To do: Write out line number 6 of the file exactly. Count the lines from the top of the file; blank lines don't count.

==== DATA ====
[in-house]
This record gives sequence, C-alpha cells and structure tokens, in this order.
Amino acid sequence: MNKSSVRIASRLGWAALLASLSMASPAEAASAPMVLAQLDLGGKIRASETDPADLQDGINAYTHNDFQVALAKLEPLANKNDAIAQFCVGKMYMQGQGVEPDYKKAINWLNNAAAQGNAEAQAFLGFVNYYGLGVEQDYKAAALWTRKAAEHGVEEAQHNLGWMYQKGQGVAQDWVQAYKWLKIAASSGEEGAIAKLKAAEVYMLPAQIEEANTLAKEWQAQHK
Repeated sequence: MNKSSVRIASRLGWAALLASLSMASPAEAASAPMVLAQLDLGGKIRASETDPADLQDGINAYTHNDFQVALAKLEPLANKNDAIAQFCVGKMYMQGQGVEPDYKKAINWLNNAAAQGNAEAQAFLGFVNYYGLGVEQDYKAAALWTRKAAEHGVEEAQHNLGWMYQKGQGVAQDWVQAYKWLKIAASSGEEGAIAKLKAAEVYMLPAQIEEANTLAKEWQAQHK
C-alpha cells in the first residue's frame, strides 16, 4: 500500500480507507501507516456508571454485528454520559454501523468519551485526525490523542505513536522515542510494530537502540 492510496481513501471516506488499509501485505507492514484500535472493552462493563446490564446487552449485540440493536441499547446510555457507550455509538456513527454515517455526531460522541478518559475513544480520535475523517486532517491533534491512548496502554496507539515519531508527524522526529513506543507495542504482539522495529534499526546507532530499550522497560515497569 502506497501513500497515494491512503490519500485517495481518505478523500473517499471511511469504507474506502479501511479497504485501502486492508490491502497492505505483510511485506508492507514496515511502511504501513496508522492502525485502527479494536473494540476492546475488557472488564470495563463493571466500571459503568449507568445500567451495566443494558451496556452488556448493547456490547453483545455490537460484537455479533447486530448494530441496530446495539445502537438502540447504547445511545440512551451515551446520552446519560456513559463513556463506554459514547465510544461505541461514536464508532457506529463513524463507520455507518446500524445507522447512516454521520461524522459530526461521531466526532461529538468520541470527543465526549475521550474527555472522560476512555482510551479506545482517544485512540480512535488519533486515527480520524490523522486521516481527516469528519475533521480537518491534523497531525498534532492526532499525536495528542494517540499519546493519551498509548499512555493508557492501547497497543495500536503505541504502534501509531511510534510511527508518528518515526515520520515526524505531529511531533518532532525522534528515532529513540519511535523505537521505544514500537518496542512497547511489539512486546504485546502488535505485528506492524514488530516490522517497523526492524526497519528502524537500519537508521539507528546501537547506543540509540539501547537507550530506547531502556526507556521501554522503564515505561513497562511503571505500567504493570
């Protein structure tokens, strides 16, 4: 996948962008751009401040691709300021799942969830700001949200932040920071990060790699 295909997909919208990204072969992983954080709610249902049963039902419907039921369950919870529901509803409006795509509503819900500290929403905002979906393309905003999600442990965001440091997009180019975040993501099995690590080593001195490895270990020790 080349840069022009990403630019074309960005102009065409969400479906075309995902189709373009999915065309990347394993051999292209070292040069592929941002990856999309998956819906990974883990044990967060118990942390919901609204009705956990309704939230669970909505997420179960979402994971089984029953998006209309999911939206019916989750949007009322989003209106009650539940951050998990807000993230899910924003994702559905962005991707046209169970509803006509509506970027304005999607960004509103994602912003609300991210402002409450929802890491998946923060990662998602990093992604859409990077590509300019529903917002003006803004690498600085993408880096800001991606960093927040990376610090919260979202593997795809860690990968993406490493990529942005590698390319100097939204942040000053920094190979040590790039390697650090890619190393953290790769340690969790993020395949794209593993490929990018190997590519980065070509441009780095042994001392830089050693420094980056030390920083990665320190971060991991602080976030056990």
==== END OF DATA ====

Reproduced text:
């Protein structure tokens, strides 16, 4: 996948962008751009401040691709300021799942969830700001949200932040920071990060790699 295909997909919208990204072969992983954080709610249902049963039902419907039921369950919870529901509803409006795509509503819900500290929403905002979906393309905003999600442990965001440091997009180019975040993501099995690590080593001195490895270990020790 080349840069022009990403630019074309960005102009065409969400479906075309995902189709373009999915065309990347394993051999292209070292040069592929941002990856999309998956819906990974883990044990967060118990942390919901609204009705956990309704939230669970909505997420179960979402994971089984029953998006209309999911939206019916989750949007009322989003209106009650539940951050998990807000993230899910924003994702559905962005991707046209169970509803006509509506970027304005999607960004509103994602912003609300991210402002409450929802890491998946923060990662998602990093992604859409990077590509300019529903917002003006803004690498600085993408880096800001991606960093927040990376610090919260979202593997795809860690990968993406490493990529942005590698390319100097939204942040000053920094190979040590790039390697650090890619190393953290790769340690969790993020395949794209593993490929990018190997590519980065070509441009780095042994001392830089050693420094980056030390920083990665320190971060991991602080976030056990």